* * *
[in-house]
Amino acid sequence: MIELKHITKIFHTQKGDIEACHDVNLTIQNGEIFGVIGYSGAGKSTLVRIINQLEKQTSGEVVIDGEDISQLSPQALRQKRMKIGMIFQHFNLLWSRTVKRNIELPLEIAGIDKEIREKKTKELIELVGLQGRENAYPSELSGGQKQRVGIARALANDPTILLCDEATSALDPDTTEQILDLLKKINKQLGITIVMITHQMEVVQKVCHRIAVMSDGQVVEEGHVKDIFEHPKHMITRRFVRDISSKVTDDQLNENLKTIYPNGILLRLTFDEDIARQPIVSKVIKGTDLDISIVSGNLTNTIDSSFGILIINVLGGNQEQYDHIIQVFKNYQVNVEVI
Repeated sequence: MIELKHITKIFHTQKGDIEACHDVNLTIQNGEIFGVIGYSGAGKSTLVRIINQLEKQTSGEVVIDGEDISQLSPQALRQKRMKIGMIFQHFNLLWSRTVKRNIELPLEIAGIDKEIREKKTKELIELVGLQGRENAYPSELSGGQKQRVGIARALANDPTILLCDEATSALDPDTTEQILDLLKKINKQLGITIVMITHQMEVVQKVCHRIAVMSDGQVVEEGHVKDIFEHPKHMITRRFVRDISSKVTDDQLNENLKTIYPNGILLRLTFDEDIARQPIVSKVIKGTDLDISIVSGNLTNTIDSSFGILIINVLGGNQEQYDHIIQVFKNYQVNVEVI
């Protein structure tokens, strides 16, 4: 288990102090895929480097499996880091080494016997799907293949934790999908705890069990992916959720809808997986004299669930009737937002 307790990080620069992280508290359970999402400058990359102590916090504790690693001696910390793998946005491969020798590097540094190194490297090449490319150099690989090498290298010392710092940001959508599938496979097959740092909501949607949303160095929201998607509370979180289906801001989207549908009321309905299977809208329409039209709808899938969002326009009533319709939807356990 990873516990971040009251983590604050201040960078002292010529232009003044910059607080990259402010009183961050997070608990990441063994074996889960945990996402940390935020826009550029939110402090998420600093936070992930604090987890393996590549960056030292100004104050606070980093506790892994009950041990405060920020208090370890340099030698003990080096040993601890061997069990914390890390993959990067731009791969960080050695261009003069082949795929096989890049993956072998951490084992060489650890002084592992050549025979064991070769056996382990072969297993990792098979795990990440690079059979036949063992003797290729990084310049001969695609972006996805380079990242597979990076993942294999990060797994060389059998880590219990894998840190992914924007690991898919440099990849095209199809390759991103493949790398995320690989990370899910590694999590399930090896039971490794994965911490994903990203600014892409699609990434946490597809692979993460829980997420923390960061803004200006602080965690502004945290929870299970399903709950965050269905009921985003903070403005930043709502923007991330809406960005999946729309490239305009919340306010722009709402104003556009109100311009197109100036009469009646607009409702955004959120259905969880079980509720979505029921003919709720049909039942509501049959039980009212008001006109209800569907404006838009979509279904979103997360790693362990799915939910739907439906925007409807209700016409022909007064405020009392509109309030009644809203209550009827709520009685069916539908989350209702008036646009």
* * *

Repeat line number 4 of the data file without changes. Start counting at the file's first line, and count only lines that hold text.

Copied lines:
């Protein structure tokens, strides 16, 4: 288990102090895929480097499996880091080494016997799907293949934790999908705890069990992916959720809808997986004299669930009737937002 307790990080620069992280508290359970999402400058990359102590916090504790690693001696910390793998946005491969020798590097540094190194490297090449490319150099690989090498290298010392710092940001959508599938496979097959740092909501949607949303160095929201998607509370979180289906801001989207549908009321309905299977809208329409039209709808899938969002326009009533319709939807356990 990873516990971040009251983590604050201040960078002292010529232009003044910059607080990259402010009183961050997070608990990441063994074996889960945990996402940390935020826009550029939110402090998420600093936070992930604090987890393996590549960056030292100004104050606070980093506790892994009950041990405060920020208090370890340099030698003990080096040993601890061997069990914390890390993959990067731009791969960080050695261009003069082949795929096989890049993956072998951490084992060489650890002084592992050549025979064991070769056996382990072969297993990792098979795990990440690079059979036949063992003797290729990084310049001969695609972006996805380079990242597979990076993942294999990060797994060389059998880590219990894998840190992914924007690991898919440099990849095209199809390759991103493949790398995320690989990370899910590694999590399930090896039971490794994965911490994903990203600014892409699609990434946490597809692979993460829980997420923390960061803004200006602080965690502004945290929870299970399903709950965050269905009921985003903070403005930043709502923007991330809406960005999946729309490239305009919340306010722009709402104003556009109100311009197109100036009469009646607009409702955004959120259905969880079980509720979505029921003919709720049909039942509501049959039980009212008001006109209800569907404006838009979509279904979103997360790693362990799915939910739907439906925007409807209700016409022909007064405020009392509109309030009644809203209550009827709520009685069916539908989350209702008036646009």